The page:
The World Will Be Our Oyster
by Jo Tolley | March 2020
Jo Tolley is a passionate writer, public speaker, blogger and advocate of integration, authenticity and creativity, but most importantly a wonderful and warm-hearted person. Her words and actions have touched the lives of many people through the ‘Written Wheel’, her regular blog posts and her work in the community.
I’m the last person you’d think to hire as an Accessible Travel Consultant: I’d score zero in an orienteering exam and my common sense wouldn’t rate much higher. Just last week, I braved Dennis’s storm and trekked to the bus stop, but my path was flooded. So, instead of finding a drier route, I waded through what can only be described as a ginormous puddle. Did I mention I use a powerchair to get around? I was playing Russian Roulette 2.0, designed especially for the thrill-seekers on wheels. My eyebrows have had a tough time lately: frazzled in a surge of electricity on Monday and almost shaved – courtesy of the pavement – on Tuesday. What can I say, I didn’t see the step which was marked in fluorescent yellow paint!
I have learnt to work backwards from the worst-case scenario; if all else fails, I wing it.
I know you think I’ve lost my marbles in a game of Kerplunk and you’d be right, but I like living on the wild side. The thing is, travelling isn’t always about going around the world in eighty days. As great as that sounds, before you explore the world, you have to have the confidence and ability to step out of your front door. This couldn’t be truer for someone living with a disability: a simple trip to the shops can take time, energy and determination. For us, life is meticulously scheduled – we are the Masters of Planning. What if there are steps, crowds, flashing lights, flesh-eating zombies.
The energy it takes to plan to get out of the door is enough to put anyone off, but then we have to put the plan into action.
We go out in the knowledge that we’re probably going to need to ask for assistance or deal with people who we’d rather not deal with. Sometimes, living with a disability makes you stand out in the most visible ways and sometimes, it means you have to explain the ways in which your invisible disability makes you stand out. Both can be equally exhausting.
All of the above takes determination. Against all odds, floods and undetectable yellow paint, we’ve made it out of the door. The world is our oyster.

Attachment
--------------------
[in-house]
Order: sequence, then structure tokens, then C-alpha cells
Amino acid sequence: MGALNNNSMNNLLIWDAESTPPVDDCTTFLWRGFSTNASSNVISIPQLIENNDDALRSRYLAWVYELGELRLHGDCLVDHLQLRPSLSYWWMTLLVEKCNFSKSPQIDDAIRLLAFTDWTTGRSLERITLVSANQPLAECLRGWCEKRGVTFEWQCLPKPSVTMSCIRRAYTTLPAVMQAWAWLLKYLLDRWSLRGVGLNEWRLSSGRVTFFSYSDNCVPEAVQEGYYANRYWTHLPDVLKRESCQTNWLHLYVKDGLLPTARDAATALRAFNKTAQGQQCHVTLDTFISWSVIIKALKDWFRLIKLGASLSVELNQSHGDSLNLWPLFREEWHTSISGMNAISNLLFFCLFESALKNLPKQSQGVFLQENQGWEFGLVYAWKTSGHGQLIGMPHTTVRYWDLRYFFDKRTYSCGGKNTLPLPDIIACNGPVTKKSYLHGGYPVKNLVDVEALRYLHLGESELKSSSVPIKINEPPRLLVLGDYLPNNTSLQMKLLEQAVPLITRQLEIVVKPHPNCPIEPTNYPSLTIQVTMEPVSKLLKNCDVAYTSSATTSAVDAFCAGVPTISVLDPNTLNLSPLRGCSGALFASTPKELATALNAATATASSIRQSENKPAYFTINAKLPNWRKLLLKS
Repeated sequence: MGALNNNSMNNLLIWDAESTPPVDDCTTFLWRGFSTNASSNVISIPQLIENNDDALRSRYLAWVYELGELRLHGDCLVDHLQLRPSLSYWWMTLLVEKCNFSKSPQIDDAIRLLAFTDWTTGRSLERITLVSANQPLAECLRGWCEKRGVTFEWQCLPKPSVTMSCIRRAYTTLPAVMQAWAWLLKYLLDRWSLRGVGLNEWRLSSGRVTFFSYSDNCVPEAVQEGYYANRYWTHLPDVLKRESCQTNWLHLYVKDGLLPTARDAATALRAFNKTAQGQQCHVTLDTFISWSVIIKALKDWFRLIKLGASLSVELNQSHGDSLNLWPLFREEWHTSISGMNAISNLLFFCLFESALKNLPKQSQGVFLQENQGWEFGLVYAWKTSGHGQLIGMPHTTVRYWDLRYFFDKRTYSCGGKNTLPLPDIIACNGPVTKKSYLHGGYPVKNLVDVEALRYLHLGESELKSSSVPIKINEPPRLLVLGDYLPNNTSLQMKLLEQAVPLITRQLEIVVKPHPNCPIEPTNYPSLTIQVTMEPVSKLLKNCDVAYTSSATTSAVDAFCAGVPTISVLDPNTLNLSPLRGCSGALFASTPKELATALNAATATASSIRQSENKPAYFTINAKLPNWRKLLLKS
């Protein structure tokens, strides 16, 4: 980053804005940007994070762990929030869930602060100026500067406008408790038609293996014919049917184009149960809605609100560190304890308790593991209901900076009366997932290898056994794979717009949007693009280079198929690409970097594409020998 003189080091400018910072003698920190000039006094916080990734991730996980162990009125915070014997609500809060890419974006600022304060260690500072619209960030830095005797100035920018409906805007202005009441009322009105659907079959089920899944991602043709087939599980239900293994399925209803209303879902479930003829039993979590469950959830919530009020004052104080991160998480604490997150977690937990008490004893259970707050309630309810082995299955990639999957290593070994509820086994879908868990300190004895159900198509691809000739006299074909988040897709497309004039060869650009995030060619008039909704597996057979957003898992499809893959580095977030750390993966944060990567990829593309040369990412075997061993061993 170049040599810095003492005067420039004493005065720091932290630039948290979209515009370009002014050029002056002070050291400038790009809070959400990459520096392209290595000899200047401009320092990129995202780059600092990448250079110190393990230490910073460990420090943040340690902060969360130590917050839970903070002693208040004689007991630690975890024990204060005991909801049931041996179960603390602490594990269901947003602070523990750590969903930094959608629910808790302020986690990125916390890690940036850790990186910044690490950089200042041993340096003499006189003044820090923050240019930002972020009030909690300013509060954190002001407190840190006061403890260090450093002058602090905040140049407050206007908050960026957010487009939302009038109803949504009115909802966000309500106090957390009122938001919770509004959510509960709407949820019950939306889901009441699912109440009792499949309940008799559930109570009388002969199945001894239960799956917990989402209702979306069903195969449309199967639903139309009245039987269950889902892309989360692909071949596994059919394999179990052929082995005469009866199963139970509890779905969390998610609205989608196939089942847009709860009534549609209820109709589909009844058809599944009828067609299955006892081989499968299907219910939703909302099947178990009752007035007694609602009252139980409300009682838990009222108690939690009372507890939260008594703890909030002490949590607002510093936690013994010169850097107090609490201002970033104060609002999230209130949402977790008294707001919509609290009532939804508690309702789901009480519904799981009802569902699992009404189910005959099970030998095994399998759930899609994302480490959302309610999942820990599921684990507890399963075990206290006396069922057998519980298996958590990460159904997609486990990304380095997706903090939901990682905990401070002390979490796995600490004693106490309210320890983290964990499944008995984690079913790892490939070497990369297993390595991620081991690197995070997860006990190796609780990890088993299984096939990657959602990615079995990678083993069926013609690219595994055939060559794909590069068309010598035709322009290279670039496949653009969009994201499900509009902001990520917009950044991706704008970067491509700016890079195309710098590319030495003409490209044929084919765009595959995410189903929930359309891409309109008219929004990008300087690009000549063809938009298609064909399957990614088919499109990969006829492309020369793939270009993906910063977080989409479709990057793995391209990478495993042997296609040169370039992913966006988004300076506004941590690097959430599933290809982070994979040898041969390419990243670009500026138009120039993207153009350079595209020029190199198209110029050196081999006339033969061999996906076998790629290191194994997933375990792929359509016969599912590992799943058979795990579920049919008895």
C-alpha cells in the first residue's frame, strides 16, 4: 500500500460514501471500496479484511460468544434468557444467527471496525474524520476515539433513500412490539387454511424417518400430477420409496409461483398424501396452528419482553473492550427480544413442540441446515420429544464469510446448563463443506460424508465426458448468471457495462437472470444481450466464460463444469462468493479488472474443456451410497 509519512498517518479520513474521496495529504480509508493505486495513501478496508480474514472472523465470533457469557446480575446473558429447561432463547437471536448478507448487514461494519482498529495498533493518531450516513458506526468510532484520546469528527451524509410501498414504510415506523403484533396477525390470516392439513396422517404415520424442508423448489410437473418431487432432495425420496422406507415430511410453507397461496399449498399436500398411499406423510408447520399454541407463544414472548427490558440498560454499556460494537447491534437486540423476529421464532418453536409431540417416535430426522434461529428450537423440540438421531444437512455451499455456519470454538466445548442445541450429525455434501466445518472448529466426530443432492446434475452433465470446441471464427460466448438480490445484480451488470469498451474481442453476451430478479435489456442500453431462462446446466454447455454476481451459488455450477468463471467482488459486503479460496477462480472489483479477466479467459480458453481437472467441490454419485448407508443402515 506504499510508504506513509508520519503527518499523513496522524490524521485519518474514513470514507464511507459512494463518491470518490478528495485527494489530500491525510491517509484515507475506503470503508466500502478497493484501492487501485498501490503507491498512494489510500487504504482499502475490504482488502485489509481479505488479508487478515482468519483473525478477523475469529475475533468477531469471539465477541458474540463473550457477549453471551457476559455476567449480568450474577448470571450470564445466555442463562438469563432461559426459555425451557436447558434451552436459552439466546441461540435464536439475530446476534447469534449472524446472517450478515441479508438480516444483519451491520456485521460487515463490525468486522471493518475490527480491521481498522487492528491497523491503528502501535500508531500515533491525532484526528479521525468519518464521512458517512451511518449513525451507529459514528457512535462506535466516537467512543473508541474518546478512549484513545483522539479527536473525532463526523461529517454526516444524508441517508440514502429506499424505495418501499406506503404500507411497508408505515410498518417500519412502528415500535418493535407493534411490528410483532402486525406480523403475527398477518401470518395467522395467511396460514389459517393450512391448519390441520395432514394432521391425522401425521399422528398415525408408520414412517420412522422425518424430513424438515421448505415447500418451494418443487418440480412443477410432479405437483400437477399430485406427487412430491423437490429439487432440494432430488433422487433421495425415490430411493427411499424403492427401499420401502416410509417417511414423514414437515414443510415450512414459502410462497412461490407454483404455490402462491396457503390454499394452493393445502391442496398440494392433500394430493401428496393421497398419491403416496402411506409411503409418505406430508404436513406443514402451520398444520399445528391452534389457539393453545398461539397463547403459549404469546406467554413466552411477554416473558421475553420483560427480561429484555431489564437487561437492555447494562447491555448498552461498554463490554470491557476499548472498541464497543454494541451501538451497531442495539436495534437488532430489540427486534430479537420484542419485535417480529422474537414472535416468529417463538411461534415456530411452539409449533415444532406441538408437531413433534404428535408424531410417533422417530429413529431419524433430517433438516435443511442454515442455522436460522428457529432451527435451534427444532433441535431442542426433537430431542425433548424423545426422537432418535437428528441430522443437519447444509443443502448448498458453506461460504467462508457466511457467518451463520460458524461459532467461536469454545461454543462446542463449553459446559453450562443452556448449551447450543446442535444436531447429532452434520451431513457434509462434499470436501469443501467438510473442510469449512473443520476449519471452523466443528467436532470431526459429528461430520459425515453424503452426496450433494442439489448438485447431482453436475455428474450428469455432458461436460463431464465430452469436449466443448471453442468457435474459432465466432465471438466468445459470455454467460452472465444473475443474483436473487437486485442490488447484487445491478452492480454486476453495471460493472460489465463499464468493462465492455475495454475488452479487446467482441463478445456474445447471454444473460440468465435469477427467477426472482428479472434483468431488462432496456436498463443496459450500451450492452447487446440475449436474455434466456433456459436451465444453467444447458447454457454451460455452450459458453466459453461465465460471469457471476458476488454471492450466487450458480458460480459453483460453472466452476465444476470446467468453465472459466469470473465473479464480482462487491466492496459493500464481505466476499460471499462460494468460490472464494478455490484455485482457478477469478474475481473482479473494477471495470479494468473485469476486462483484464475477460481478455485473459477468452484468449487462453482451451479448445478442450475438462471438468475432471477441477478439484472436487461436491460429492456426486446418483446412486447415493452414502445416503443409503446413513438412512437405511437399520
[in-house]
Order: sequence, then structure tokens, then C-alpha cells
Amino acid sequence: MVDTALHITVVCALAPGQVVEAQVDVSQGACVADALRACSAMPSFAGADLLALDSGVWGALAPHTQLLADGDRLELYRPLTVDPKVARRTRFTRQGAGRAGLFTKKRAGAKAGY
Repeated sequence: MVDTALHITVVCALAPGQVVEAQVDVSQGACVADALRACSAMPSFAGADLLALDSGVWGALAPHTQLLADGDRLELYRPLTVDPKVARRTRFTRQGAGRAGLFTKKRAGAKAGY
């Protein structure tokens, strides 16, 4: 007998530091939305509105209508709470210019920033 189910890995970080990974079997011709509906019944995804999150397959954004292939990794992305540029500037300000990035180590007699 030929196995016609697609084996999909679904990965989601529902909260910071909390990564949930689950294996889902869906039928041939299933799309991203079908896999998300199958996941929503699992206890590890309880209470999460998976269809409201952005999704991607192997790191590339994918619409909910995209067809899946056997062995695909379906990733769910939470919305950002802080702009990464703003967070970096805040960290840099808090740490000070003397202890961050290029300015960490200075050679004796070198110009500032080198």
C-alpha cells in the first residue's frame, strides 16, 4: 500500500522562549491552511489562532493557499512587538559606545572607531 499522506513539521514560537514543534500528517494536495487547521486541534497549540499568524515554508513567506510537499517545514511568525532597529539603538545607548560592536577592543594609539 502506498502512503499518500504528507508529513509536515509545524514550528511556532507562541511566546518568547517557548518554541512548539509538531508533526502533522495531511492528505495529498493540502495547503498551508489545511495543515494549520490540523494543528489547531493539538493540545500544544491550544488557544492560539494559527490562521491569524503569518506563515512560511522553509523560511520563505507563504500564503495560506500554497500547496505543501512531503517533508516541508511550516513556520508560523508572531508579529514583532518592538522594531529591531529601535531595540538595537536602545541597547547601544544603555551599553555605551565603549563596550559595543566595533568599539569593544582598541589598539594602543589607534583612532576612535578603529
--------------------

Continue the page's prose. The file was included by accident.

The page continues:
When you go on holiday, what do you think of? Whether it’s sun, sea and sangria or trekking up a mountain with Bear Grylls, relaxation and escapism of the daily grind will be your main aim. As people with disabilities, we have the zest for life and the resilience to conquer everything that blocks our path, but the world can only be our oyster if it’s prepared and equipped for our crash-landing. A prime example of this is last year’s expedition to Istanbul…What a mighty fine experience that was! The Turks are kind-hearted, willing souls who persistently attempt to sell you a job lot of carpets, gold and parrots, but their genuine generosity doesn’t extend to accessibility. Don’t get me wrong, I’m the first person to say that access doesn’t always have to take its conventional form – good old-fashioned manpower to heave-ho me up a curb is more entertaining. But then, there’s no such thing as conventional access. Accessibility isn’t just about dropped curbs and ramps: it’s as diverse as the people who need it.
In an ideal world, the tourism industry should be accessibility-ready for disabled people to crash-land for a relaxing holiday.
In an ideal world autism, visual impairments, hearing impairments, mental health conditions and rare conditions would all be understood. However, there’s no sign of the globe being on the same accessible page. For sure, it’ll be a long road filled with potholes to get to that place: culturally, politically and economically, we’re not even in the same book. Of course, we’ll get there. We give the time, the energy and the determination to step out of the front door, so without a doubt, the world will eventually be our oyster.